What is an e-signature? Benefits and risks

Anton P. | September 7, 2020

The global adoption of e-signature (electronic signature) software slowly reduces the need for handling paperwork in hard copy. For many, document workflow automation is a practical solution for approving onboarding, business, and personal contracts. While abandoning the traditional pen-and-paper approach works a durable and effective solution, not all are ready to switch. People are anxious about forged e-signatures on legally binding documents and their fallout. Here is everything you need to know about the security and common pitfalls of this digital process.

What is an e-signature?

First of all, let’s kick things off with some terminology and context. E-signature is a technology that allows people to sign digital documents without any physical interaction. In other words, it refers to a variety of electronic techniques for verifying contracts. Users sign documents by drawing signatures with their mouse/finger or adding images of signatures.

Electronic signatures hold equal status to handwritten ones, meaning that they are just as legally binding. This position is operative in most European countries, the US, and other parts of the world. However, e-signature incorporation is a monitored procedure. One of the requirements indicates that parties must consent to the usage of electronic means instead of pen and ink.

Is e-signature the same as a digital signature?

A closely-related term is a digital signature that conveys a slightly different approach to approving contracts.

  • E-signature refers to any electronic means that a user adds to a document as a sign of approval and verification. The phrase “any electronic means” might seem confusing: can it be anything? Usually, e-signatures reflect acceptance via marks captured through checkboxes, typed names, or attached signature images. These signs of approval are legally binding and represent a person’s intention to sign the document. However, the broad spectrum of means raises red flags: tampering and forgery seem relatively easy to execute.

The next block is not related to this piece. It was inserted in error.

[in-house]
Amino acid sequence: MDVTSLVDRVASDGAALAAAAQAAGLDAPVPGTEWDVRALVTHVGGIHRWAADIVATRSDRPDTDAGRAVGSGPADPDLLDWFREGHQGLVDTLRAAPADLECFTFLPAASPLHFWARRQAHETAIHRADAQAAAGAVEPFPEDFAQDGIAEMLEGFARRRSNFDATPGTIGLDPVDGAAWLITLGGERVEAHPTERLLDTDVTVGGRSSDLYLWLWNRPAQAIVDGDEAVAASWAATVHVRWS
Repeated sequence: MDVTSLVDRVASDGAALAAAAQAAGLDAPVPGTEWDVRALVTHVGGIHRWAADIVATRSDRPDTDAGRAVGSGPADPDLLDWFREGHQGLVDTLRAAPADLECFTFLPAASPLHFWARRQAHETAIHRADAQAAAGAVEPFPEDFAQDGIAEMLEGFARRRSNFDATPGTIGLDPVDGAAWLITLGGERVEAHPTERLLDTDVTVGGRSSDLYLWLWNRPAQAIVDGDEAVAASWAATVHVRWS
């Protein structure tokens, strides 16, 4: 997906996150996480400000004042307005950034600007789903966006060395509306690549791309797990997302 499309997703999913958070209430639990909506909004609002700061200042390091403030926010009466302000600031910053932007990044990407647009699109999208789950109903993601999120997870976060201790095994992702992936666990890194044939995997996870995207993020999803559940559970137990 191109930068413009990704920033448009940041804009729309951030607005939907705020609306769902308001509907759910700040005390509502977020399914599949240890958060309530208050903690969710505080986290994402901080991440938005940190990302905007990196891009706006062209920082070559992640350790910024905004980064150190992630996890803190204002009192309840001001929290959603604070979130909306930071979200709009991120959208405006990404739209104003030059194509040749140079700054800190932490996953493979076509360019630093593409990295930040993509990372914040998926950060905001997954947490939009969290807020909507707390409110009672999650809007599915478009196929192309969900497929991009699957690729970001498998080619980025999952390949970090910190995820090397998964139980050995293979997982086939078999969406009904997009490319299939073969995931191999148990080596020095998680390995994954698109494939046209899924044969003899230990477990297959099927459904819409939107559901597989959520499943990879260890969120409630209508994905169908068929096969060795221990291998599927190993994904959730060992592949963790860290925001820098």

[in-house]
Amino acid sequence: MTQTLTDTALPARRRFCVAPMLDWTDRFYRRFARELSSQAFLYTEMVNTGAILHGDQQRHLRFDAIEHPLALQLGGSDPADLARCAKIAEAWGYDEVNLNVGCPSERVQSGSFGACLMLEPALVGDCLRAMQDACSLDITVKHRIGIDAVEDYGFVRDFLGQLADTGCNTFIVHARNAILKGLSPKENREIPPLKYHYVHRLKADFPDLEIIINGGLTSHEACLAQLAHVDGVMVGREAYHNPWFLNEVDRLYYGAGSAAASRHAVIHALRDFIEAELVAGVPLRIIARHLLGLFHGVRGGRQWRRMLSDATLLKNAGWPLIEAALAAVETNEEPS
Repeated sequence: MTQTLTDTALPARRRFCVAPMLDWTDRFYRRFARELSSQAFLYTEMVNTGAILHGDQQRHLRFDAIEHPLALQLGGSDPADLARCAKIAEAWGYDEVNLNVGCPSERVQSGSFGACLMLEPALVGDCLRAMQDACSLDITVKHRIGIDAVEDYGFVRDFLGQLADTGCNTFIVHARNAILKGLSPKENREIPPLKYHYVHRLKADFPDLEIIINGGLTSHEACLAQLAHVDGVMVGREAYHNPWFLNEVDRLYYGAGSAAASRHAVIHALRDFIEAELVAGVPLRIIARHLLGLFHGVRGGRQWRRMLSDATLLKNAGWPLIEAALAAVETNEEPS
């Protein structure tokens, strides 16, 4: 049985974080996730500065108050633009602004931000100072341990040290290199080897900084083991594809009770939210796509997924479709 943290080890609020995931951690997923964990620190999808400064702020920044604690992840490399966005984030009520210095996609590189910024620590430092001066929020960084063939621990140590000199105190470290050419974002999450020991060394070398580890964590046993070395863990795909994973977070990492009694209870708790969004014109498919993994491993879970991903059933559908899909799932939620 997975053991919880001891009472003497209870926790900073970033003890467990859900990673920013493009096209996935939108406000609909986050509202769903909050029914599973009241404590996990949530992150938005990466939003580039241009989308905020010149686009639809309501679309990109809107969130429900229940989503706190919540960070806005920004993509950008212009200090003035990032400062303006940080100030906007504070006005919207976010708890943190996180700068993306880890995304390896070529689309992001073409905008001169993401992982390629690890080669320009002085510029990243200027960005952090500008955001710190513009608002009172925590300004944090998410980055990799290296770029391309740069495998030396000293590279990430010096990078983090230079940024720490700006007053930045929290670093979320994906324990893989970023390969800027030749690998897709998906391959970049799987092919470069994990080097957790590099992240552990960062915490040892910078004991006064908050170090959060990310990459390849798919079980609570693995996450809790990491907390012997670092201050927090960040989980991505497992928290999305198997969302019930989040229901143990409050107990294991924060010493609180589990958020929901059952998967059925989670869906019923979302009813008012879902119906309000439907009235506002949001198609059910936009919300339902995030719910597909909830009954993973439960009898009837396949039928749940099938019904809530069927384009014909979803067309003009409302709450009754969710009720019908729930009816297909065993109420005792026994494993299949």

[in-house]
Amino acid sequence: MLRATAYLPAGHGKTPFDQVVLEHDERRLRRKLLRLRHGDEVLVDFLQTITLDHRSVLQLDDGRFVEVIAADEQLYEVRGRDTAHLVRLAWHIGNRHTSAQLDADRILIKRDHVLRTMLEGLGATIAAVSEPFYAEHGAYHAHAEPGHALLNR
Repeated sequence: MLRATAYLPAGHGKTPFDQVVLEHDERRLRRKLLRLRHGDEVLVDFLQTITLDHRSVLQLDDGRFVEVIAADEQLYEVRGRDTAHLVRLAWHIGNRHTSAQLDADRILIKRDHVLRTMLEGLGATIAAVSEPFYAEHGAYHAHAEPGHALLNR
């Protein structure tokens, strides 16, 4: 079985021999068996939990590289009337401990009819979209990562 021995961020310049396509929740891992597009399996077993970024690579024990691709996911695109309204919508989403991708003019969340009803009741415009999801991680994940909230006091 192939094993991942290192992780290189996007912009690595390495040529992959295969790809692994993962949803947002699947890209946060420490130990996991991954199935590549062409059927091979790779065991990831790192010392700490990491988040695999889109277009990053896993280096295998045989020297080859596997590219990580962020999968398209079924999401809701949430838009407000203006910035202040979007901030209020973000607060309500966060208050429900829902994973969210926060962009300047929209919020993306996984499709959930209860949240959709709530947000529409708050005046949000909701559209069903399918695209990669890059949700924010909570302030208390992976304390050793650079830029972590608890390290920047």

• Digital signatures are different as they integrate Personal Key Infrastructure (PKI) into the verification process. This technology enforces stricter authentication by generating two unique keys for identifying the signees. Since this procedure involves the encryption of keys, it is less prone to forgery. Hence, some enterprises only support digital signatures for approving highly confidential documents and financial transactions.

Benefits of electronic and digital signatures

  • Time-saving option. E-signatures expedite the document turnaround time, allowing people to sign documents in just a few clicks. The typical approach would force you to print, sign, scan, and mail the copy to the recipient.
  • Going paperless. While experts emphasize the automated document flow and efficiency gain, there is an eco-friendly perk. Companies and people can save money from paper, packaging, and shipping fees. With the contact processing going paperless, environmentalists agree that e-signatures could reduce paper consumption if globally adopted.
  • Secure document flow. Paper documents are easy to misplace and difficult to modify. After both parties sign a form and notice a mistake, they might need to draft a new contract. E-signatures allow parties to alter the documents and track adjustments made. Additionally, since digital signatures apply encrypted keys for authentication, there are fewer forgeries.
  • Higher customer satisfaction. Being able to sign a contract with an e-signature is a pleasant surprise to most users. More and more people prefer the online environment for the completion of documentation procedures. So, by offering options to sign contracts remotely, companies gain respect from their clients. Amid the COVID-19 pandemic, the integration of e-signatures and proper authentication received tremendous support. Chances are, you have used such means to sign a contract before.
  • Reducing storage for hard copies. With the document properly authenticated and signed, companies or users need to store them. With the paperless approach, all files are digital and do not require any physical space. Also, if the original copies get lost, companies usually have back-ups for emergencies.

The integrity of e-signatures: should you use them?

While e-signatures are convenient, they are not ahead of the pack in the security department. They are replicates of the pen and paper approach, minus the physical objects involved. As a result, they lack authentication of the signees Digital signatures are the ones that integrate certificates and encryption to the signed contracts. Extra “fingerprinting” techniques make the signing process more immune to forgery and tampering. Hence, opt for digital signatures whenever possible. Also, for completing all online transactions safely, a VPN is the way to go. It will encrypt all web traffic and prevent snoopy entities from reading documents that you sign.

Anton P.

Anton P.

Former chef and the head of Atlas VPN blog team. He's an experienced cybersecurity expert with a background of technical content writing.


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